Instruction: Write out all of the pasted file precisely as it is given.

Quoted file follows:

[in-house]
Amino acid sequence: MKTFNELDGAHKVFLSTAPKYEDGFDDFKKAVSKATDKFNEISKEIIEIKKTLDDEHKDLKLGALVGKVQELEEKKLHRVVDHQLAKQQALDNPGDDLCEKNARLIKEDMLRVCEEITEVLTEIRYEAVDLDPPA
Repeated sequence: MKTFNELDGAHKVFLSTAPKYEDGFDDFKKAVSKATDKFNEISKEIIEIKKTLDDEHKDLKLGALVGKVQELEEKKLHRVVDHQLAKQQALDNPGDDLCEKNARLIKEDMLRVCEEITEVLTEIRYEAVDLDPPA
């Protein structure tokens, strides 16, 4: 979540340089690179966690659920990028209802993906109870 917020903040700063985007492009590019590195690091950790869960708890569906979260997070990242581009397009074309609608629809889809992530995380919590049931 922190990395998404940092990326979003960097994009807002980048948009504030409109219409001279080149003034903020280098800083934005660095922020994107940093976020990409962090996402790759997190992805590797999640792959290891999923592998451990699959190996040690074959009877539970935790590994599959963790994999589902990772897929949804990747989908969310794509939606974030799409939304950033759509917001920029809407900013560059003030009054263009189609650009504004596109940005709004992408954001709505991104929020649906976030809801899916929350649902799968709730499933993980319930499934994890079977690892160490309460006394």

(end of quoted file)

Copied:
[in-house]
Amino acid sequence: MKTFNELDGAHKVFLSTAPKYEDGFDDFKKAVSKATDKFNEISKEIIEIKKTLDDEHKDLKLGALVGKVQELEEKKLHRVVDHQLAKQQALDNPGDDLCEKNARLIKEDMLRVCEEITEVLTEIRYEAVDLDPPA
Repeated sequence: MKTFNELDGAHKVFLSTAPKYEDGFDDFKKAVSKATDKFNEISKEIIEIKKTLDDEHKDLKLGALVGKVQELEEKKLHRVVDHQLAKQQALDNPGDDLCEKNARLIKEDMLRVCEEITEVLTEIRYEAVDLDPPA
């Protein structure tokens, strides 16, 4: 979540340089690179966690659920990028209802993906109870 917020903040700063985007492009590019590195690091950790869960708890569906979260997070990242581009397009074309609608629809889809992530995380919590049931 922190990395998404940092990326979003960097994009807002980048948009504030409109219409001279080149003034903020280098800083934005660095922020994107940093976020990409962090996402790759997190992805590797999640792959290891999923592998451990699959190996040690074959009877539970935790590994599959963790994999589902990772897929949804990747989908969310794509939606974030799409939304950033759509917001920029809407900013560059003030009054263009189609650009504004596109940005709004992408954001709505991104929020649906976030809801899916929350649902799968709730499933993980319930499934994890079977690892160490309460006394």